A few weeks ago, I was walking home from central Grounds. I took the same path that I always do. I strolled past the Rotunda then crossed the street to walk alongside the Corner. As I navigated my way through the students and restaurants that always enliven the Corner, I realized how familiar and ordinary it felt. Yet only two years ago, I remember feeling so intimidated by it all. I didn’t know where Roots or Grit were. I didn’t know The Virginian was nicknamed “Virg” or what in the world “Survivor Hour” could be. But somehow, in the blink of an eye, that once alien world became my own. Looking back, I spent so much time trying to do it all and often felt like I was falling short of college expectations. But little by little, I’ve learned to savor the present and be okay with missing some things.
That walk home was one of the first times it really hit me — I used to think I had an eternity until I would begin fourth year and there I was starting it. Graduation and serious job hunting was always something I witnessed other people doing. Now, it was my turn. That’s the tricky part about time — for better or for worse, it moves forward.
I’ve grappled with the idea of growing older and the passage of time almost my entire life. Even as my 21-year-old self, I vividly remember my thoughts as a second grader. I would look up to the fourth graders in awe of how mature and cool and tall they all seemed. I couldn’t imagine being that old. Then, I entered middle school and eventually high school. With each step, similar sentiments crossed my mind. And now, here I am, on the last stretch of the sequence. It’s bittersweet to say the least.
As I’m writing this, my stomach is in knots and a part of me doesn’t want to think about it at all. One of the toughest parts is recognizing that time does and will pass. Someday, I’ll be looking back on this entire year and I won’t actually be living it. Fourth year in particular feels fleeting. In a way, it’s silly — this year is still just a quarter of our college careers. Simultaneously, I feel a pressure to savor each moment a lot more than I have in the past. It’s the culmination and conclusion of our college years, after all.
Because moments feel more fleeting, I’ve sometimes found it difficult to find complete contentment with my choices. If I’m studying alone, I feel like I’m missing out on quality time with my friends. If I’m putting aside my work to be with other people, I feel like I’m not prioritizing academics enough. Spending time with one person means losing time with other people. It’s a tough balancing act.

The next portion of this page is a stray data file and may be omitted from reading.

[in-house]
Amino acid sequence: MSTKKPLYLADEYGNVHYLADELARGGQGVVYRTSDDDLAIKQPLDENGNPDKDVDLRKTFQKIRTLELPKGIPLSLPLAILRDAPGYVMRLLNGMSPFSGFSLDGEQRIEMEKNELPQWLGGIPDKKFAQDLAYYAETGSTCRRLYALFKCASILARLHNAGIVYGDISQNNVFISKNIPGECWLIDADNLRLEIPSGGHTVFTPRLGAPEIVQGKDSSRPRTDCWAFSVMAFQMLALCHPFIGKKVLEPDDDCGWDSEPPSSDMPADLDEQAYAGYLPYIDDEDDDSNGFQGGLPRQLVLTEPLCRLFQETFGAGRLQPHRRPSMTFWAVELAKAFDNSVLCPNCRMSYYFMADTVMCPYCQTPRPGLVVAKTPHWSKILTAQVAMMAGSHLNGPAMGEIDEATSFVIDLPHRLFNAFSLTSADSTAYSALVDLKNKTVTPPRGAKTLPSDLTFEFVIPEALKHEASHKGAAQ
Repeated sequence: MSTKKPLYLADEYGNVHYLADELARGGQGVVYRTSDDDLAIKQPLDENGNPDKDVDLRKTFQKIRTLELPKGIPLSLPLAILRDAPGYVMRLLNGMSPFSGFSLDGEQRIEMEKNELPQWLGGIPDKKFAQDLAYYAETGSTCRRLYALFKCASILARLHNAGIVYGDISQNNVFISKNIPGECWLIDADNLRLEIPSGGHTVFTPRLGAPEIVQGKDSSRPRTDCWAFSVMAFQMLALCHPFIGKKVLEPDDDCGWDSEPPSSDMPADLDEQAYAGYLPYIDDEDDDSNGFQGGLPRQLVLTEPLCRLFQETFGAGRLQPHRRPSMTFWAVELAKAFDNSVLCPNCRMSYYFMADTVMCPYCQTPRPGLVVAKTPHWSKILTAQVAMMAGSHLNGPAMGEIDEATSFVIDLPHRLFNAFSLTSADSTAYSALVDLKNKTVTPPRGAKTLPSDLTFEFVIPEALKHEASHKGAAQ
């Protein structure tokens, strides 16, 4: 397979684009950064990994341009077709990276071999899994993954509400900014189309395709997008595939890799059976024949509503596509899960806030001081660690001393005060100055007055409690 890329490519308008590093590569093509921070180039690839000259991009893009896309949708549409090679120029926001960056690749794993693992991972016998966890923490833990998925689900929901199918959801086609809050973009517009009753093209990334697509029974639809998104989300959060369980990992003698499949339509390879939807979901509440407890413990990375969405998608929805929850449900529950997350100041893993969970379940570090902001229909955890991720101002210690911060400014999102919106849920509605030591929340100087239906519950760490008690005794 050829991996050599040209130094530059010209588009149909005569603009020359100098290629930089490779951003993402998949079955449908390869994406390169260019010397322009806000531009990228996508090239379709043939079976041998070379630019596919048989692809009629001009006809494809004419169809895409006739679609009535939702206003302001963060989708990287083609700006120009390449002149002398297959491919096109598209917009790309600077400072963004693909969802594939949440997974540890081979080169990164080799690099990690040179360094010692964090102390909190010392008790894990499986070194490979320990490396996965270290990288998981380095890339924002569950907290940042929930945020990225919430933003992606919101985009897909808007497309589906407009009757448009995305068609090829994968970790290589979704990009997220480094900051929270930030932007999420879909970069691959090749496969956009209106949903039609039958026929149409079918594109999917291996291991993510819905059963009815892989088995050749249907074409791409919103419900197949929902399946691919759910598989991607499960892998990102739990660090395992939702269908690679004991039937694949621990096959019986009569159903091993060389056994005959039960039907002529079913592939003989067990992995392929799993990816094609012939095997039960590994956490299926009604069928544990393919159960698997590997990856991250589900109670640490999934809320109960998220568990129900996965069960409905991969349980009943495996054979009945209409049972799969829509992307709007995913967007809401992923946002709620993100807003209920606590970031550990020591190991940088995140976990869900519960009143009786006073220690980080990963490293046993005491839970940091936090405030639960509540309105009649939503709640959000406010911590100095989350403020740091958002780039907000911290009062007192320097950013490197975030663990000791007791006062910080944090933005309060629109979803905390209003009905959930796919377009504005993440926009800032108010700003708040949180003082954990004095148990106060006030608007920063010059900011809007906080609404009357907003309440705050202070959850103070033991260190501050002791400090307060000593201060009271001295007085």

Luckily, one critical dose of reality my older brother shared has helped me over the past few months. College is all about sacrifices and tradeoffs. It’s difficult to do it all. There’s almost always something else or something potentially better you could be doing. And isn’t that how most moments in life go? We often don’t know if what we’re choosing to do is the “best” option — or if a “best” even exists.
Ultimately, you can’t optimize everything all the time, but you can learn to embrace the present moments. As someone who’s prone to feeling FOMO, I’ve failed to enjoy certain experiences at times because I felt like I was missing out elsewhere. So, accepting that college life is bound to be intertwined with compromises has been a critical lesson for me. The grass often appears greener on the other side no matter what you choose — it’s easier said than done but it really is futile to think about what could’ve been. I aspire to leave this year feeling like I found contentment in whatever I did do, even if there could’ve been a better alternative.
This entire train of thought boils down to one thing. How do I come to terms with the fact that the year is going by so quickly? To be honest, I’m not sure if I can ever really accept the reality of a fleeting fourth year. There’s some people who are ready to leave and begin the next phases of their lives. Then, there’s people like me — in denial that graduation is just around the corner. It’s difficult to accept that supposedly some of the “best years of our lives” are about to conclude.
But if these past few years of writing have taught me anything, reflection often brings resolution. It is true that time does pass, oftentimes a bit too quickly. It means good moments come to an end. However, it also signifies a culmination of all the new memories you’ve made and the people you’ve met and the hurdles you’ve overcome.
These past few years have matured me into who I am and shaped how I think. They’ve brought me to the people who I now call my closest friends. And, these years are beautifully adorned with the nights out and spontaneous excursions and living room conversations that I’ll hold close forever. And, in that way, I’m grateful for this passage of time. I hope you are too.